Paper of the Month July 2015

Yield levels of potato crops: Recent achievements and future prospects


The potential yield of potato is defined as the theoretical yield that can be assessed for a well-adaptedcultivar, grown from the best possible seed under optimal conditions. More than in crops that are grownfrom generative seeds, the growth, development, yield and quality of the potato crop are strongly influ-enced by the quality of the seed tubers, including their genetic, physical and physiological quality andtheir seed health status. Potato is very variable in maturity type: late cultivars can intercept large quan-tities of light whereas early cultivars show more efficient resource use. We describe potential and actualyields as well as impact of climate change on these yields, based on simple, robust models. Potentialyields may be as high as 160 Mg ha−1, in production systems with abundant irrigation, high radiation lev-els and long seasons. In such systems, actual yields of above 120 Mg ha−1are feasible. However, potatois also grown as a short-cycle crop and in those conditions potential and actual yields are much lower.Potential yields might not change much in potato over time, but there is still a large gap between actualand potential yields to fill. The ratio between actual and potential yield ranges from 10 to 75%, but typicalvalues are between 30 and 40%, although they obviously depend on the level of input. These ratios allowgreat yield improvements provided inputs are economically feasible in practice and if climate changedoes not interfere. In most countries, yields of potato might increase by climate change, provided watersupply remains adequate. Main changes through climate change will probably occur by changes in thenumber of growing days per crop cycle. In some areas with abundant potato production, such as theIndo-Gangetic plains, however, climate change might reduce yield because of a reduction in number ofgrowing days, but it has been projected that the effects of climate change on potato will be regionallydiverse.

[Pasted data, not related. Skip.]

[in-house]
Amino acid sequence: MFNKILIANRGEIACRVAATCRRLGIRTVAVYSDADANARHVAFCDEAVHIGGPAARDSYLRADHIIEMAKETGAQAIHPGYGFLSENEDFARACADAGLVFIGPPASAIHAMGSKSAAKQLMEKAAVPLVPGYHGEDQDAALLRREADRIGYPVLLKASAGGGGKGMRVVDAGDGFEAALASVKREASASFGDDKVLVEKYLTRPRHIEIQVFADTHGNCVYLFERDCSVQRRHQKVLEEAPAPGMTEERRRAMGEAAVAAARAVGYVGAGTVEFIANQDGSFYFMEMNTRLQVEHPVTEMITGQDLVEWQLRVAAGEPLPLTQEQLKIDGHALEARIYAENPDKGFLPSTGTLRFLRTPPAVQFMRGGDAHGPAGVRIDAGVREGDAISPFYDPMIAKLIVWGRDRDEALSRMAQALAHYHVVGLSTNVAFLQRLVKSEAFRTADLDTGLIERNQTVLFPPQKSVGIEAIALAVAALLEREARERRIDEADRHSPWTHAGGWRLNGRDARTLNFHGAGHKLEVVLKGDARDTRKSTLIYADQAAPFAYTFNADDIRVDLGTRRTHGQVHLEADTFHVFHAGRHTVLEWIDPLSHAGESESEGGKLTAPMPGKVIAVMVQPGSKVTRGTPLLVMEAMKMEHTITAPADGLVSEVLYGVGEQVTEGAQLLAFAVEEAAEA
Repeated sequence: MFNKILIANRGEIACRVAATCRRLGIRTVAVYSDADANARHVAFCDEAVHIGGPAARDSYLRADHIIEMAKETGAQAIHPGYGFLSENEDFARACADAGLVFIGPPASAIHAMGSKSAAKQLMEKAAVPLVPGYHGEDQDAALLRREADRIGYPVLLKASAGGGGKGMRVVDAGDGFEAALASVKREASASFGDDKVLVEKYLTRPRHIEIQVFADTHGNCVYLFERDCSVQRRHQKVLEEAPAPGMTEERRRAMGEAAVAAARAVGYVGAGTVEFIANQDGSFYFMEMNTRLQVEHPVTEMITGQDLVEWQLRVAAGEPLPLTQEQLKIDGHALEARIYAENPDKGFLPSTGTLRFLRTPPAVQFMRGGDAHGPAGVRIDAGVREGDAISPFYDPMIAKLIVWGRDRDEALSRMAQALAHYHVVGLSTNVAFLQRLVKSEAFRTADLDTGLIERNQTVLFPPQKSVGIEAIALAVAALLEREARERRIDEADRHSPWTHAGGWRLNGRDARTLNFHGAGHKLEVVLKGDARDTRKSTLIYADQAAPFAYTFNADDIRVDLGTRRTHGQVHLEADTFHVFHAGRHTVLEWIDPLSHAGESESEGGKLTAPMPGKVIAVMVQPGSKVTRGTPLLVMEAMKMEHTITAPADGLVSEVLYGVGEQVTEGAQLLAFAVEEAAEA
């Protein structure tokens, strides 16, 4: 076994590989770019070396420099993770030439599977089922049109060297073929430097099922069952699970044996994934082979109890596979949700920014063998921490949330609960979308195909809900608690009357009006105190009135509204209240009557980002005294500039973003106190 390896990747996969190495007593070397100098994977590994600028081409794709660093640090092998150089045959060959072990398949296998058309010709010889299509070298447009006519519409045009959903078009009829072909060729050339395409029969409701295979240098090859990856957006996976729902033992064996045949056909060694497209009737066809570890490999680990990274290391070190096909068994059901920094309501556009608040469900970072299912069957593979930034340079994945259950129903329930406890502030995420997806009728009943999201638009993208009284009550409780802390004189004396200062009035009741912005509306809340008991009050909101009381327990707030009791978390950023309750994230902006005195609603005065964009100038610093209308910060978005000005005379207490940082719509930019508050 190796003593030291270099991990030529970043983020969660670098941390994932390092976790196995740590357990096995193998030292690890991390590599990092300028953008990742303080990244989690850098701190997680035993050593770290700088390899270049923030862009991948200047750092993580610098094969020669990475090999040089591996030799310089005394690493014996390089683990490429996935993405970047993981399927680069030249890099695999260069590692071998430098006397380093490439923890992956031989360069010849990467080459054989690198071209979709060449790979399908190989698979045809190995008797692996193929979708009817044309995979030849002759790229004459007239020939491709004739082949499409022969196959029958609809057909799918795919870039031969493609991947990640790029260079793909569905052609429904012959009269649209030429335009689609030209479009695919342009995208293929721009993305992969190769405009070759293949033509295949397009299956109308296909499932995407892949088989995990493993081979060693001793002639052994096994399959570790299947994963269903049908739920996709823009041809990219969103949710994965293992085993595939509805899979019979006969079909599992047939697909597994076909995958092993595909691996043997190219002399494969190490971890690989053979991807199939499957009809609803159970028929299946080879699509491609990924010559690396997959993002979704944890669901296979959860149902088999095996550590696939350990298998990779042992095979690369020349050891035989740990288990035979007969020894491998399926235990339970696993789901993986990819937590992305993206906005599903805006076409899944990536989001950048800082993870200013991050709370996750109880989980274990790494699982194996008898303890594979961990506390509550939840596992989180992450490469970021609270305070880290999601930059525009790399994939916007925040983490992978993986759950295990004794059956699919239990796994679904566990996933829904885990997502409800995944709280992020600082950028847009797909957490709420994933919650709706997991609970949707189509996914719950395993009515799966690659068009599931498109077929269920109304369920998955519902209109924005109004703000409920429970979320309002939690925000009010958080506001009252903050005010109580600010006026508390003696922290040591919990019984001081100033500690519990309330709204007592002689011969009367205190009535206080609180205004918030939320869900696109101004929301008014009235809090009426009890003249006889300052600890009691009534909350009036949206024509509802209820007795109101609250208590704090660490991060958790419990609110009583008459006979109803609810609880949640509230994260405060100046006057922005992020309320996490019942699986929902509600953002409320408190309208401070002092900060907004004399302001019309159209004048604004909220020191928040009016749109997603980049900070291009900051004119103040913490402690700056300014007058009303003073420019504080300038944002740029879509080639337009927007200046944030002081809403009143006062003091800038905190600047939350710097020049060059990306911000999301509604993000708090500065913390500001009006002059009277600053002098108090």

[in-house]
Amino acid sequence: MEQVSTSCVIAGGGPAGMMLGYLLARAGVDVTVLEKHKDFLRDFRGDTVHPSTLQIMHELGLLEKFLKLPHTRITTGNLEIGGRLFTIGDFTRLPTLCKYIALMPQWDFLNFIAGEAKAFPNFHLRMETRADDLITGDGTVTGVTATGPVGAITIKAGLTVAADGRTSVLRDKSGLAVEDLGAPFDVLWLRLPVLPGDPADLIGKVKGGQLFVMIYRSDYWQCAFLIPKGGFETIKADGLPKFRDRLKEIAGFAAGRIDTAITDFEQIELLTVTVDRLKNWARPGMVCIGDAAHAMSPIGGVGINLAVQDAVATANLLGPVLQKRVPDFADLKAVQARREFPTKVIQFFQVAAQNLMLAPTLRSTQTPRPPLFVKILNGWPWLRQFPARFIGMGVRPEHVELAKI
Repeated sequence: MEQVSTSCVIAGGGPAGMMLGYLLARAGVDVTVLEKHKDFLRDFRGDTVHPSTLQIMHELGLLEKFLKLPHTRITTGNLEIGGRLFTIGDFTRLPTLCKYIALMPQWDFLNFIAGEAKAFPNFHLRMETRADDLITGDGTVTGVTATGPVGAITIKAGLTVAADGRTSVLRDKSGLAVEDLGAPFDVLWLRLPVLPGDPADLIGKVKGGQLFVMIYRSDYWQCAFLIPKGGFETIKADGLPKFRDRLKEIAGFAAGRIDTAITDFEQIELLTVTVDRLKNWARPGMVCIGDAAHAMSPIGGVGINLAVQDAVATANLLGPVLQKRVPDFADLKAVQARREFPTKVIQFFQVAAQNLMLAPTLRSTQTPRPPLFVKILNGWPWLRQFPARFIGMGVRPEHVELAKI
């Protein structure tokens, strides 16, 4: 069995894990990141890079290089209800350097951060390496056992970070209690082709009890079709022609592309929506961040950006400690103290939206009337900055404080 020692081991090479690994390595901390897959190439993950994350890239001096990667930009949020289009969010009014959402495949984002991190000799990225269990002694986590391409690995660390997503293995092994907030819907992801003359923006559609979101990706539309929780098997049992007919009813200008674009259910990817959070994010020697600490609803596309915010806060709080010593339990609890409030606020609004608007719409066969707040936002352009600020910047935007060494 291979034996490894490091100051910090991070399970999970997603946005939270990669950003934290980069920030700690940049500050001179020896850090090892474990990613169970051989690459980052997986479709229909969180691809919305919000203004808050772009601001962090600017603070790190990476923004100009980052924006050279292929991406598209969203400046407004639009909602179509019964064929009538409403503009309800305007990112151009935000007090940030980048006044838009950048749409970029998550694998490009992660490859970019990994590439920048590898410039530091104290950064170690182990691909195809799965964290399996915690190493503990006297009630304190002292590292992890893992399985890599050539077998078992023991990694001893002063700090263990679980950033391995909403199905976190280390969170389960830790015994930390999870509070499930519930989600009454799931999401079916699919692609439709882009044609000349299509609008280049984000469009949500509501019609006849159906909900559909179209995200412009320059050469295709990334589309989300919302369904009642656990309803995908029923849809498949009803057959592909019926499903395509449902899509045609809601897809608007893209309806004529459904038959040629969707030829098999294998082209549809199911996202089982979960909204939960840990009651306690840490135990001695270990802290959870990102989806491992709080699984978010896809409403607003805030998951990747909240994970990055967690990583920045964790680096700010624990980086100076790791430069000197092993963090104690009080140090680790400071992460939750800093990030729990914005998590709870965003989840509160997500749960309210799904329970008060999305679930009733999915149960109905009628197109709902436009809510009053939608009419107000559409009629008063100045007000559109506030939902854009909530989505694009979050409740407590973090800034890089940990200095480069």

A.J. Haverkort, P.C. Struik (2015) Field Crops Research (online first 23 June 2015)

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